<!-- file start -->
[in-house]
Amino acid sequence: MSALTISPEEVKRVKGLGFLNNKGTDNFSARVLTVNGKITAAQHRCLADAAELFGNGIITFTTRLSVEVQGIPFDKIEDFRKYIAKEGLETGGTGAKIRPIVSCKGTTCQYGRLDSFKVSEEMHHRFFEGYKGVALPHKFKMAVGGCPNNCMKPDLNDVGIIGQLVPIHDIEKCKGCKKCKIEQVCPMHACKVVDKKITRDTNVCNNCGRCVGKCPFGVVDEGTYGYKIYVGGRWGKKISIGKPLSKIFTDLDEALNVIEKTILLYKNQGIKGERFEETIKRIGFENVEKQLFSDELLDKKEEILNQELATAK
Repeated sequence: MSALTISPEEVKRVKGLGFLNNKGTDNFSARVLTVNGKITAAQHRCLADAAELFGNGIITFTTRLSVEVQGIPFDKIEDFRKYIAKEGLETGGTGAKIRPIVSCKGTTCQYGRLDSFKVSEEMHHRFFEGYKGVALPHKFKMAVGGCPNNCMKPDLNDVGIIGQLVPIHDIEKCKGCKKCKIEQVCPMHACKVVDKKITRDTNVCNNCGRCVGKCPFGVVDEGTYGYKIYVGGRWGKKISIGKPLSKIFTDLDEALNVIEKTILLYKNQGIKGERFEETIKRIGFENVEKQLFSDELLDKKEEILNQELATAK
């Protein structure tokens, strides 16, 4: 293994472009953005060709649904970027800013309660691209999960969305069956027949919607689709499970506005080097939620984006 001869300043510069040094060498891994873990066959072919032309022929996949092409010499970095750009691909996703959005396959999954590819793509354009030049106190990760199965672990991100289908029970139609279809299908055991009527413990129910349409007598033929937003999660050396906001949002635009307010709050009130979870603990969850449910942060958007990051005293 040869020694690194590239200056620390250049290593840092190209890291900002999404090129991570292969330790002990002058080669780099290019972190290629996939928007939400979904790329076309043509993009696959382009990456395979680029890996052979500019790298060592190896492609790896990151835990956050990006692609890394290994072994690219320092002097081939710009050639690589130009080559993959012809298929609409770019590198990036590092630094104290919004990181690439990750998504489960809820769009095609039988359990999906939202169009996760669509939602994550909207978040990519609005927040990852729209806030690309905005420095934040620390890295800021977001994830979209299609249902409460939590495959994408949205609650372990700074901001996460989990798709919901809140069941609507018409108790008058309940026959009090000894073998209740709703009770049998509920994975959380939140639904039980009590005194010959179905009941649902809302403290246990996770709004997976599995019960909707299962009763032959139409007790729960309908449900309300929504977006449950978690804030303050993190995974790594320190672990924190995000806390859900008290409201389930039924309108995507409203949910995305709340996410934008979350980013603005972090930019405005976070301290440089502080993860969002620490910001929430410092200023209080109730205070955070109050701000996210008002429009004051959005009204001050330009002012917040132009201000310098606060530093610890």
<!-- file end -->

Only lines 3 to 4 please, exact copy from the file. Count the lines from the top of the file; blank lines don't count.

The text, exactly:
Repeated sequence: MSALTISPEEVKRVKGLGFLNNKGTDNFSARVLTVNGKITAAQHRCLADAAELFGNGIITFTTRLSVEVQGIPFDKIEDFRKYIAKEGLETGGTGAKIRPIVSCKGTTCQYGRLDSFKVSEEMHHRFFEGYKGVALPHKFKMAVGGCPNNCMKPDLNDVGIIGQLVPIHDIEKCKGCKKCKIEQVCPMHACKVVDKKITRDTNVCNNCGRCVGKCPFGVVDEGTYGYKIYVGGRWGKKISIGKPLSKIFTDLDEALNVIEKTILLYKNQGIKGERFEETIKRIGFENVEKQLFSDELLDKKEEILNQELATAK
């Protein structure tokens, strides 16, 4: 293994472009953005060709649904970027800013309660691209999960969305069956027949919607689709499970506005080097939620984006 001869300043510069040094060498891994873990066959072919032309022929996949092409010499970095750009691909996703959005396959999954590819793509354009030049106190990760199965672990991100289908029970139609279809299908055991009527413990129910349409007598033929937003999660050396906001949002635009307010709050009130979870603990969850449910942060958007990051005293 040869020694690194590239200056620390250049290593840092190209890291900002999404090129991570292969330790002990002058080669780099290019972190290629996939928007939400979904790329076309043509993009696959382009990456395979680029890996052979500019790298060592190896492609790896990151835990956050990006692609890394290994072994690219320092002097081939710009050639690589130009080559993959012809298929609409770019590198990036590092630094104290919004990181690439990750998504489960809820769009095609039988359990999906939202169009996760669509939602994550909207978040990519609005927040990852729209806030690309905005420095934040620390890295800021977001994830979209299609249902409460939590495959994408949205609650372990700074901001996460989990798709919901809140069941609507018409108790008058309940026959009090000894073998209740709703009770049998509920994975959380939140639904039980009590005194010959179905009941649902809302403290246990996770709004997976599995019960909707299962009763032959139409007790729960309908449900309300929504977006449950978690804030303050993190995974790594320190672990924190995000806390859900008290409201389930039924309108995507409203949910995305709340996410934008979350980013603005972090930019405005976070301290440089502080993860969002620490910001929430410092200023209080109730205070955070109050701000996210008002429009004051959005009204001050330009002012917040132009201000310098606060530093610890």